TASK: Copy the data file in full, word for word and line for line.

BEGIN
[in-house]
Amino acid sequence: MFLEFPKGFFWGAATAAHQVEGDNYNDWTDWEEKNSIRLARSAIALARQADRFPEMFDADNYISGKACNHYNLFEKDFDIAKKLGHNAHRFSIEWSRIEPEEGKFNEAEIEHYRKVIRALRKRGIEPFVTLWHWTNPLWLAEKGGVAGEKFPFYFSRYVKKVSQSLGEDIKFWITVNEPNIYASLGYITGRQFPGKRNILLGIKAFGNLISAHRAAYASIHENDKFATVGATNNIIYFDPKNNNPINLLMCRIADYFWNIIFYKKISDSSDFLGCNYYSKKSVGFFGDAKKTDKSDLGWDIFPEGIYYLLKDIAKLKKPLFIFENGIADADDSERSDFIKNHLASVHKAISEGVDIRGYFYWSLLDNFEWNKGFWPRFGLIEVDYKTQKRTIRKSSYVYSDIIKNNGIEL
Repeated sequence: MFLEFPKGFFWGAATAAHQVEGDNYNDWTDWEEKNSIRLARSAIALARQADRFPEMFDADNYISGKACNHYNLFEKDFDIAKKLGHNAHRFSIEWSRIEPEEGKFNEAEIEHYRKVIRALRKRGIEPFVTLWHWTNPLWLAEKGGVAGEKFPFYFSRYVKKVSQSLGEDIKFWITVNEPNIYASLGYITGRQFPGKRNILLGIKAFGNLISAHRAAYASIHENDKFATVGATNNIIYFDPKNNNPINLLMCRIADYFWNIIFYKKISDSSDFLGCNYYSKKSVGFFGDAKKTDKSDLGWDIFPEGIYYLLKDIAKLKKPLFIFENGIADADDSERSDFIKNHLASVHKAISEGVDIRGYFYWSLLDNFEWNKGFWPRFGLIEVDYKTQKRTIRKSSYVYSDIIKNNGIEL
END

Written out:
[in-house]
Amino acid sequence: MFLEFPKGFFWGAATAAHQVEGDNYNDWTDWEEKNSIRLARSAIALARQADRFPEMFDADNYISGKACNHYNLFEKDFDIAKKLGHNAHRFSIEWSRIEPEEGKFNEAEIEHYRKVIRALRKRGIEPFVTLWHWTNPLWLAEKGGVAGEKFPFYFSRYVKKVSQSLGEDIKFWITVNEPNIYASLGYITGRQFPGKRNILLGIKAFGNLISAHRAAYASIHENDKFATVGATNNIIYFDPKNNNPINLLMCRIADYFWNIIFYKKISDSSDFLGCNYYSKKSVGFFGDAKKTDKSDLGWDIFPEGIYYLLKDIAKLKKPLFIFENGIADADDSERSDFIKNHLASVHKAISEGVDIRGYFYWSLLDNFEWNKGFWPRFGLIEVDYKTQKRTIRKSSYVYSDIIKNNGIEL
Repeated sequence: MFLEFPKGFFWGAATAAHQVEGDNYNDWTDWEEKNSIRLARSAIALARQADRFPEMFDADNYISGKACNHYNLFEKDFDIAKKLGHNAHRFSIEWSRIEPEEGKFNEAEIEHYRKVIRALRKRGIEPFVTLWHWTNPLWLAEKGGVAGEKFPFYFSRYVKKVSQSLGEDIKFWITVNEPNIYASLGYITGRQFPGKRNILLGIKAFGNLISAHRAAYASIHENDKFATVGATNNIIYFDPKNNNPINLLMCRIADYFWNIIFYKKISDSSDFLGCNYYSKKSVGFFGDAKKTDKSDLGWDIFPEGIYYLLKDIAKLKKPLFIFENGIADADDSERSDFIKNHLASVHKAISEGVDIRGYFYWSLLDNFEWNKGFWPRFGLIEVDYKTQKRTIRKSSYVYSDIIKNNGIEL